After completing these steps, you’re ready to use the Google Maps API.

How to View Your Google Maps API Keys

You can view your API Keys by choosing Credentials from the side menu of your Google Maps Platform dashboard.

list of api keys in the google developer portal

Google Maps API Pricing

As mentioned, you won’t be charged for your Google Maps API usage until you turn on auto-billing. The free trial limits you to $300 in credit over 90 days.

API users also get $200 of credit per month toward API requests, equal to 100,000 static map requests or around 28,000 dynamic map requests per month.

Beyond the trial and monthly credit, Google charges for Maps API by usage by number of requests. Charges vary by request type — for example, if you just want to display a static map as an image on your site, Google charges $2 per 1000 requests. For interactive maps, it’s $7 per 1000 requests.

You can view pricing for all API offerings on the Google Maps API pricing page, grouped by API category (Maps, Routes, and Places).

pricing table for google maps api requests

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How to Use a Google Maps API on Your Website

Once you’ve acquired your API key, how you go about placing a map on your website will depend on what CMS, website builder, or platform you use to manage your website, or if you’re creating your site from scratch.

If available, read into your provider’s documentation on incorporating Google Maps — some allow you to insert a native maps module after providing your API key (e.g., Shopify), while others require a third-party extension (e.g. WordPress — see our recommended Google Maps plugins).

If your website tool of choice doesn’t have native support for Google Maps APIs or if you’re coding your site from scratch, you can follow the Google Maps Platform documentation for your desired function and code your map. Making API requests is relatively straightforward if you stick to Google’s instructions.

As a simple use case to get started, try Google’s tutorial of its Maps JavaScript API. The Maps JavaScript API handles many of the interactive features you’ve likely seen from Google Maps. In this activity, you place a marker on a map of Australia.

google map image of australia

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Google Maps API Alternatives

The Google Maps Platform is a leader in interactive online maps. However, you might prefer an alternative that’s cheaper or offers different functionality than Google’s tool. Here are some popular alternatives to Google Maps APIs that are worth exploring.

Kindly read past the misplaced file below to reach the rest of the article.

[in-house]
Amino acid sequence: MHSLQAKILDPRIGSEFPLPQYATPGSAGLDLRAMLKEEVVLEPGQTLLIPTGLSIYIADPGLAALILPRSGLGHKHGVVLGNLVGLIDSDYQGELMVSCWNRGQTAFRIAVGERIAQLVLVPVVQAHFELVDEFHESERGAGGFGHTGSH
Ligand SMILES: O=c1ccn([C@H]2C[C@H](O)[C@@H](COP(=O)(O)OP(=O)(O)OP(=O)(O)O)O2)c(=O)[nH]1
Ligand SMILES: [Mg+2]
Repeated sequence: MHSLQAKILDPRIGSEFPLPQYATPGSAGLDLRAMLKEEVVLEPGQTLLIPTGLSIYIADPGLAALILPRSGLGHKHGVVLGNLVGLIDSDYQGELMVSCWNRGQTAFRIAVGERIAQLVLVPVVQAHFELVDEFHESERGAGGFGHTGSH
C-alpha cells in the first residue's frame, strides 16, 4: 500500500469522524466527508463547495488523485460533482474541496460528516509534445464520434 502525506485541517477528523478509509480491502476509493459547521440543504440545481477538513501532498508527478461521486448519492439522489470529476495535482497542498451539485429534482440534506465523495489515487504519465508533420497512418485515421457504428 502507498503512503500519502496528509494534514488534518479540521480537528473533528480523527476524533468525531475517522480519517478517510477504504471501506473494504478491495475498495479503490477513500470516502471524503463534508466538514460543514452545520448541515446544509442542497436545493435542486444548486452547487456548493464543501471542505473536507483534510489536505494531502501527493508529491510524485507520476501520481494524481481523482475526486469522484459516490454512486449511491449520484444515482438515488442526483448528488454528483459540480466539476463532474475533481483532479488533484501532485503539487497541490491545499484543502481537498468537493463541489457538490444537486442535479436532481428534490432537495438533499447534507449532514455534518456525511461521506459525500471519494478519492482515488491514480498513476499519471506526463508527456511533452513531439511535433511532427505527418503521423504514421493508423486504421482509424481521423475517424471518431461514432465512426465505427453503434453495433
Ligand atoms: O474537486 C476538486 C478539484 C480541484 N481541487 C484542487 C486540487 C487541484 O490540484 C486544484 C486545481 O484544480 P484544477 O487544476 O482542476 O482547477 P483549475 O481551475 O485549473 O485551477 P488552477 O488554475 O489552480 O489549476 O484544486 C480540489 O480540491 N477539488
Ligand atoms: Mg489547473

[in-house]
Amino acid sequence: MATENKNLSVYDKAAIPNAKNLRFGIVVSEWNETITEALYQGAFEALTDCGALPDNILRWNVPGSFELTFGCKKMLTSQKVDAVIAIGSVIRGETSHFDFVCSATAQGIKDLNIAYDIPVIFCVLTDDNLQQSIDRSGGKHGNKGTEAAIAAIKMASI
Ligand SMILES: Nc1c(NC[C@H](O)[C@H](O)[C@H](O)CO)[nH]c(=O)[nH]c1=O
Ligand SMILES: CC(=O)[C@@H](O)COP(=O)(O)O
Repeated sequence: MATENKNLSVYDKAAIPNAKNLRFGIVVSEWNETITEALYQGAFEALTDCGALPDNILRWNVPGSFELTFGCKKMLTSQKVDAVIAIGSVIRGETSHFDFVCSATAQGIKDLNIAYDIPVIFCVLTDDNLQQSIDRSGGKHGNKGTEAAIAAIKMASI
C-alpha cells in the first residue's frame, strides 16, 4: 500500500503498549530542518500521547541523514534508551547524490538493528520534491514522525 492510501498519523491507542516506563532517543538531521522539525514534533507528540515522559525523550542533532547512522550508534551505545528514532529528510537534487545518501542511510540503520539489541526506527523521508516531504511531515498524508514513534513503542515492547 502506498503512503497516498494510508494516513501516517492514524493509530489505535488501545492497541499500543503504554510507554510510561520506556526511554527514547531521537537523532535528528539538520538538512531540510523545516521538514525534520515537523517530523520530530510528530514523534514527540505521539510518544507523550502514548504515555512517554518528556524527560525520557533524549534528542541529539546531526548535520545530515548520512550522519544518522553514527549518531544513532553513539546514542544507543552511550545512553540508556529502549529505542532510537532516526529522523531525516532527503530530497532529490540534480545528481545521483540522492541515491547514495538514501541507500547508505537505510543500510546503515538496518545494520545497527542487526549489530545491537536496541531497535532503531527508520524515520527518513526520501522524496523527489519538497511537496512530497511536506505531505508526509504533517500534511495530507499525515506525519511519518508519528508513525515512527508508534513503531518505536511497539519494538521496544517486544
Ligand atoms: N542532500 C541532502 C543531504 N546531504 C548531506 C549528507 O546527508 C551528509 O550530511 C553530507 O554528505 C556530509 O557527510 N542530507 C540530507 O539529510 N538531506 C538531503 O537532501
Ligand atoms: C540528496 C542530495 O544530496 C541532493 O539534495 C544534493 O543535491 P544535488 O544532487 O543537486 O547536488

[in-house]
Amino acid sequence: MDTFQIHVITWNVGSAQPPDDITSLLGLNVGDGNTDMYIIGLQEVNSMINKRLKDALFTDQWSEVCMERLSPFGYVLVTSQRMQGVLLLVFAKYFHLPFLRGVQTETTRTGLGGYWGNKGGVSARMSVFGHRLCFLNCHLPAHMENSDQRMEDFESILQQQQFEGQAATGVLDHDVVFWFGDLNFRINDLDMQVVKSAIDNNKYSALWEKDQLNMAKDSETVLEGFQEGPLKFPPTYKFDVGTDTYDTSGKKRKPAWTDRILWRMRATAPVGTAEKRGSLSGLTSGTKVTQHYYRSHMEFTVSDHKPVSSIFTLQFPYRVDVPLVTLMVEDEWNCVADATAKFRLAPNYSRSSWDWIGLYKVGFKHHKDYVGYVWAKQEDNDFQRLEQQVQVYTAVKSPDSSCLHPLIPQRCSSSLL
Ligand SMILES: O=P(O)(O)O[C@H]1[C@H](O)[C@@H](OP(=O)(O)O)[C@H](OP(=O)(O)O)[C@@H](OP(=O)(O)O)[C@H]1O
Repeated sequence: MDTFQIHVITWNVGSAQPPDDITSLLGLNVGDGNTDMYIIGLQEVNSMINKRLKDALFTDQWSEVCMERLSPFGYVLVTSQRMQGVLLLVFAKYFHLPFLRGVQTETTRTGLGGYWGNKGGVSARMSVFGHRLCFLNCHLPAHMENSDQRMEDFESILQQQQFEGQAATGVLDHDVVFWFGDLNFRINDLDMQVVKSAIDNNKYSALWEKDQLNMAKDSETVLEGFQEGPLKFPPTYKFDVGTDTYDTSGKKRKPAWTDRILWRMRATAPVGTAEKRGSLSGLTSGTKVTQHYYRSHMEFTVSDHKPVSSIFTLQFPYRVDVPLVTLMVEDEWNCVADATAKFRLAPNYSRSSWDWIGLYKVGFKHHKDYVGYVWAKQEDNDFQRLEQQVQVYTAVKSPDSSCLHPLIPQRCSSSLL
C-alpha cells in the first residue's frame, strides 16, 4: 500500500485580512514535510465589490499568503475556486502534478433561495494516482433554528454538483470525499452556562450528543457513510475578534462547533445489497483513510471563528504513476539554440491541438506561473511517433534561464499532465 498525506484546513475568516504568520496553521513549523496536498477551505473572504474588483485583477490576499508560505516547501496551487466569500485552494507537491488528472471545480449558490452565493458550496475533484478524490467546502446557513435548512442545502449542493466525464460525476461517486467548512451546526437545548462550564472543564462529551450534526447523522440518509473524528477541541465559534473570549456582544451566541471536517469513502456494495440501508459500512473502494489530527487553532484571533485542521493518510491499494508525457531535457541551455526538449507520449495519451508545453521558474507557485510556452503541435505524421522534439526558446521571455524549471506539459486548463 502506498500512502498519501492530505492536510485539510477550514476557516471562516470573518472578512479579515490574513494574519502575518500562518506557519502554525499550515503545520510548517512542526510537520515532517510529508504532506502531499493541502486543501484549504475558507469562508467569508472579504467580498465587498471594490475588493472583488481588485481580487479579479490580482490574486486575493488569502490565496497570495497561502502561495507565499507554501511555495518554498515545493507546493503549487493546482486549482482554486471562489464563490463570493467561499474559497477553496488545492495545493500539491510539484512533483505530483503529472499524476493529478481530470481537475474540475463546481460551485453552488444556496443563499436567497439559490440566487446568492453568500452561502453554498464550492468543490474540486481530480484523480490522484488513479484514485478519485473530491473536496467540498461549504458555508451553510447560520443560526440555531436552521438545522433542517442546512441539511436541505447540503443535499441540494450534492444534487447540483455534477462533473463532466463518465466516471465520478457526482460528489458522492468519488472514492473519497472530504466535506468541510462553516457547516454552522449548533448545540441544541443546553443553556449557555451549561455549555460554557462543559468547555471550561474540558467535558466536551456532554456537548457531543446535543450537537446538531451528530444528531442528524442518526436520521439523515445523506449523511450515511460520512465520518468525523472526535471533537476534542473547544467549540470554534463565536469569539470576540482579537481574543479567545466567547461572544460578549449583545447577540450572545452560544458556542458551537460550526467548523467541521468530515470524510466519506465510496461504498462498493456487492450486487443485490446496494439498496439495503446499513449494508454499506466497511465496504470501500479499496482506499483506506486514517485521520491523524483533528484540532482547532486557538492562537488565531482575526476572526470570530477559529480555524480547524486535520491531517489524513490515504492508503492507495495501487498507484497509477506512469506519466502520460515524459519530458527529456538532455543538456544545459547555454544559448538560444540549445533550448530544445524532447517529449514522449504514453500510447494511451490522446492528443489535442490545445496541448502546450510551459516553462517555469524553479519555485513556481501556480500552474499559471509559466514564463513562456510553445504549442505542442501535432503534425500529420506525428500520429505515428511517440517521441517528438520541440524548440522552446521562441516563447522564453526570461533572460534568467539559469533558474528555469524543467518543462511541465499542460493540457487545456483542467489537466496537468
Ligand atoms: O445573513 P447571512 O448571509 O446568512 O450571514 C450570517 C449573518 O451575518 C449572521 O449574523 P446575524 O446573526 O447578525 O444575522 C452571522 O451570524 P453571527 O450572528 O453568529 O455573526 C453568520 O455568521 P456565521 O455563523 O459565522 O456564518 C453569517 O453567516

Apple Maps

The developer tools for Apple Maps offer similar functionality to the Google Maps Platform, providing access to detailed maps location data, navigation, and more. Apple’s tools can be worked into websites and applications. Also of note is its new indoor mapping data format, useful for plotting out indoor layouts on your site or application.

screenshot of google maps api alternative apple maps

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TomTom

Known for its navigation products, TomTom has made its data accessible to developers through its premium API. It allows for more requests than the Google Maps API service, and a variety of map views. Plus, there’s the ability to look up locations, view traffic and public transport, and get directions.

screenshot of google maps api alternative tomtom

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Mapbox

If you’re looking to add more visual flair to your maps, you can leverage the customization tools from the Mapbox API. This premium service offers maps and services similar to previous options here, but also includes Mapbox studio, a map customizer that lets you tweak your map displays as you might in a tool like Photoshop. It lets you tweak small details of your maps to make the visuals your own.

screenshot of google maps api alternative mapbox

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HERE

HERE Is a powerful location data platform, offering data visualization, insights reporting, and mapping. The maps themselves are visually rich and aesthetically pleasing, as well as customizable. You can create maps displaying public areas as well as maps for private spaces. However, if you’re looking to just display interactive maps on a web page, this option might be overkill.

screenshot of google maps api alternative HERE

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Put Your Business on the Map

… or should I say, a map on your business. Google Maps APIs are well-documented and not too difficult to get started using if you’re familiar with APIs in general.

With some poking around, you might find some applications you hadn’t thought of before, and incorporate maps that enhance your website or service. Plus, there’s no harm in getting a free key and using your free requests to see what you can do.

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Originally published Aug 26, 2021 7:00:00 AM, updated August 26 2021

Topics:

Application Programming Interface (API)